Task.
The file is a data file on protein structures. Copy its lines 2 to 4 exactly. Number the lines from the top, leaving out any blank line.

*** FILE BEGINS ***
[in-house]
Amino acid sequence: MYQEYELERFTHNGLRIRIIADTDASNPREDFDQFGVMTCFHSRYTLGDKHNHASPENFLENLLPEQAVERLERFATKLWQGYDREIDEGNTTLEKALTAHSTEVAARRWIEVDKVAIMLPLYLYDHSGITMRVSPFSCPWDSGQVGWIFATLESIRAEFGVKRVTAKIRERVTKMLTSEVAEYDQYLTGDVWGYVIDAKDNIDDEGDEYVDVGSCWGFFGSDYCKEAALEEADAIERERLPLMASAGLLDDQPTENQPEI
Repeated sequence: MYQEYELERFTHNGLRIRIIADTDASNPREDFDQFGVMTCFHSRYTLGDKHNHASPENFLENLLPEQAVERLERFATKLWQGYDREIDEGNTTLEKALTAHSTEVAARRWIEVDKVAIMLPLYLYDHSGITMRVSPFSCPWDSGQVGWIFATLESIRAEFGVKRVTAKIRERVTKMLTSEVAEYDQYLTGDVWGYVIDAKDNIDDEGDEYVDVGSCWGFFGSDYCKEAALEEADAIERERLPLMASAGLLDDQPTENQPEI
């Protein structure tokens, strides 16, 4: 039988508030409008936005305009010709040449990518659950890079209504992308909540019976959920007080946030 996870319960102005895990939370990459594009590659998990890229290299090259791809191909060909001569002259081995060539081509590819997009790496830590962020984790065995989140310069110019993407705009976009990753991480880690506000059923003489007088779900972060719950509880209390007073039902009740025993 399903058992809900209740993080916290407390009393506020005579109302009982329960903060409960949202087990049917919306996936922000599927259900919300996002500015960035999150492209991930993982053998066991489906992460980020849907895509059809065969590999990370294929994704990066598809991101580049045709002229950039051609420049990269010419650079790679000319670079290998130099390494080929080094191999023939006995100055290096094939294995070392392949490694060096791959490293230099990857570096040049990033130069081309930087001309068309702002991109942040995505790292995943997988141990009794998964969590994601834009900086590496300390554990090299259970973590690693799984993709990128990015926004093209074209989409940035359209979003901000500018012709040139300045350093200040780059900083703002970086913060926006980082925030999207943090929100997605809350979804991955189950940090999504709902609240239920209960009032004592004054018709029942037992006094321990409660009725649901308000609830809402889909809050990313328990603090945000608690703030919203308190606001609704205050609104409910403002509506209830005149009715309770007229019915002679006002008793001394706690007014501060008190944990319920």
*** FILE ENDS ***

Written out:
Amino acid sequence: MYQEYELERFTHNGLRIRIIADTDASNPREDFDQFGVMTCFHSRYTLGDKHNHASPENFLENLLPEQAVERLERFATKLWQGYDREIDEGNTTLEKALTAHSTEVAARRWIEVDKVAIMLPLYLYDHSGITMRVSPFSCPWDSGQVGWIFATLESIRAEFGVKRVTAKIRERVTKMLTSEVAEYDQYLTGDVWGYVIDAKDNIDDEGDEYVDVGSCWGFFGSDYCKEAALEEADAIERERLPLMASAGLLDDQPTENQPEI
Repeated sequence: MYQEYELERFTHNGLRIRIIADTDASNPREDFDQFGVMTCFHSRYTLGDKHNHASPENFLENLLPEQAVERLERFATKLWQGYDREIDEGNTTLEKALTAHSTEVAARRWIEVDKVAIMLPLYLYDHSGITMRVSPFSCPWDSGQVGWIFATLESIRAEFGVKRVTAKIRERVTKMLTSEVAEYDQYLTGDVWGYVIDAKDNIDDEGDEYVDVGSCWGFFGSDYCKEAALEEADAIERERLPLMASAGLLDDQPTENQPEI
């Protein structure tokens, strides 16, 4: 039988508030409008936005305009010709040449990518659950890079209504992308909540019976959920007080946030 996870319960102005895990939370990459594009590659998990890229290299090259791809191909060909001569002259081995060539081509590819997009790496830590962020984790065995989140310069110019993407705009976009990753991480880690506000059923003489007088779900972060719950509880209390007073039902009740025993 399903058992809900209740993080916290407390009393506020005579109302009982329960903060409960949202087990049917919306996936922000599927259900919300996002500015960035999150492209991930993982053998066991489906992460980020849907895509059809065969590999990370294929994704990066598809991101580049045709002229950039051609420049990269010419650079790679000319670079290998130099390494080929080094191999023939006995100055290096094939294995070392392949490694060096791959490293230099990857570096040049990033130069081309930087001309068309702002991109942040995505790292995943997988141990009794998964969590994601834009900086590496300390554990090299259970973590690693799984993709990128990015926004093209074209989409940035359209979003901000500018012709040139300045350093200040780059900083703002970086913060926006980082925030999207943090929100997605809350979804991955189950940090999504709902609240239920209960009032004592004054018709029942037992006094321990409660009725649901308000609830809402889909809050990313328990603090945000608690703030919203308190606001609704205050609104409910403002509506209830005149009715309770007229019915002679006002008793001394706690007014501060008190944990319920």